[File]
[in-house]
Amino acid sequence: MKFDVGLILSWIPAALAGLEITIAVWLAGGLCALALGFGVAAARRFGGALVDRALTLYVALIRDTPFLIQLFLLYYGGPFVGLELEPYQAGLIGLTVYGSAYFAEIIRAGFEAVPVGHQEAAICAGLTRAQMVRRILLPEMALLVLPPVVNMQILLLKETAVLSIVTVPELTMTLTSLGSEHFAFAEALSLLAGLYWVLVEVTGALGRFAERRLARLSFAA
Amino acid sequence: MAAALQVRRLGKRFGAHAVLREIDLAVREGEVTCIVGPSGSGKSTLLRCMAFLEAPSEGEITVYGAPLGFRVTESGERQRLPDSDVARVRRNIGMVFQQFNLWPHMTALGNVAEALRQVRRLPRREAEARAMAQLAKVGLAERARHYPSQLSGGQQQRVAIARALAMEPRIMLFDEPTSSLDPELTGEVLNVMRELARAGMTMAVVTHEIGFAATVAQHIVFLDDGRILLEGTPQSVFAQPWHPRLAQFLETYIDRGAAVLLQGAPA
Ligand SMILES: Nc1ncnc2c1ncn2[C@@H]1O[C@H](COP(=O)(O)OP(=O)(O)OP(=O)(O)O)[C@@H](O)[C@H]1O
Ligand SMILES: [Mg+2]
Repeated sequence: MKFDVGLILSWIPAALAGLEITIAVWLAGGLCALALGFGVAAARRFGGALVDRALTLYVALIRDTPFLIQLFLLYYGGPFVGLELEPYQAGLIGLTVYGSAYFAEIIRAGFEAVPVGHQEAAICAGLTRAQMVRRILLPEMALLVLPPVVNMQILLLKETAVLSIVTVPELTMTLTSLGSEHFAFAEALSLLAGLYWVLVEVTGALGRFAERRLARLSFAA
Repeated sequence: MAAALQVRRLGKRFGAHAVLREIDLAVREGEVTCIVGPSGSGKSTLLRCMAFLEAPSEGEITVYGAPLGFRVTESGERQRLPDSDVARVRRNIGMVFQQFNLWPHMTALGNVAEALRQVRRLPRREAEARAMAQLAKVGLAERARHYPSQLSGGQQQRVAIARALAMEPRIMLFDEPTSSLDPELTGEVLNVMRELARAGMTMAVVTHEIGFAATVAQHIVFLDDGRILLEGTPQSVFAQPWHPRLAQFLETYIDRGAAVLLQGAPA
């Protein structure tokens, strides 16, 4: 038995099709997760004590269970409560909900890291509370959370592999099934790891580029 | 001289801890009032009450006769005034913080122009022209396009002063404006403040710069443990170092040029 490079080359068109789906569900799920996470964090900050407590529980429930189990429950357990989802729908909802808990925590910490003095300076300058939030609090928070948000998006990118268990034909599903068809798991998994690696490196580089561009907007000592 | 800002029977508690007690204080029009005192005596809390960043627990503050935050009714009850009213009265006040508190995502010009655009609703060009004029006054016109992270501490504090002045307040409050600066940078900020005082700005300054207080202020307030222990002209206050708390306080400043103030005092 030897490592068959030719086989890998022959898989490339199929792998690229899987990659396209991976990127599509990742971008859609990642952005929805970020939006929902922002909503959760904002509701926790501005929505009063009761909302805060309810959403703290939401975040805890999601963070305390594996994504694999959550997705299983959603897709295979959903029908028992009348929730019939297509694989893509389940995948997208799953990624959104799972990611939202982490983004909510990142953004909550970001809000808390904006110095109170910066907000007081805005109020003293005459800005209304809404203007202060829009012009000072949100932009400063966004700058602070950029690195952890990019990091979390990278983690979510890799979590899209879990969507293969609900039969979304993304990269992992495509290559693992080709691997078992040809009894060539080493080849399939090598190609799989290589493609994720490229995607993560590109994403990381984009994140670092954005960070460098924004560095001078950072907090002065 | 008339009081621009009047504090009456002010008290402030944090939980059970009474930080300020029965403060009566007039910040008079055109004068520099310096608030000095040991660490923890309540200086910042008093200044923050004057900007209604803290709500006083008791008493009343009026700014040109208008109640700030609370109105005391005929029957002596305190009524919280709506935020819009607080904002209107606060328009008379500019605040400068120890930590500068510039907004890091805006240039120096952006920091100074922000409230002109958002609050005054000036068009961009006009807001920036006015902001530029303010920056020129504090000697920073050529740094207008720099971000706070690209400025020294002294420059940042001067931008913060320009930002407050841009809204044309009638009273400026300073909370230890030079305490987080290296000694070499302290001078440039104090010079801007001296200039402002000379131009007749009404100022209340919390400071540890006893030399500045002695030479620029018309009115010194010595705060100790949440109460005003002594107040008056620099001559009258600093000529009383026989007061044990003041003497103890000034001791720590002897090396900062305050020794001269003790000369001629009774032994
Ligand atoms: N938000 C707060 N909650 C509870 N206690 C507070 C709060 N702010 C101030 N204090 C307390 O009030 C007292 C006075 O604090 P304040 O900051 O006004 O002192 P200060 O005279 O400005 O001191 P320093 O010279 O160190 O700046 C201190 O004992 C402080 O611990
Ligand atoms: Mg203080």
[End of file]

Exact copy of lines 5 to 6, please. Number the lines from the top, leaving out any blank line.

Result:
Ligand SMILES: [Mg+2]
Repeated sequence: MKFDVGLILSWIPAALAGLEITIAVWLAGGLCALALGFGVAAARRFGGALVDRALTLYVALIRDTPFLIQLFLLYYGGPFVGLELEPYQAGLIGLTVYGSAYFAEIIRAGFEAVPVGHQEAAICAGLTRAQMVRRILLPEMALLVLPPVVNMQILLLKETAVLSIVTVPELTMTLTSLGSEHFAFAEALSLLAGLYWVLVEVTGALGRFAERRLARLSFAA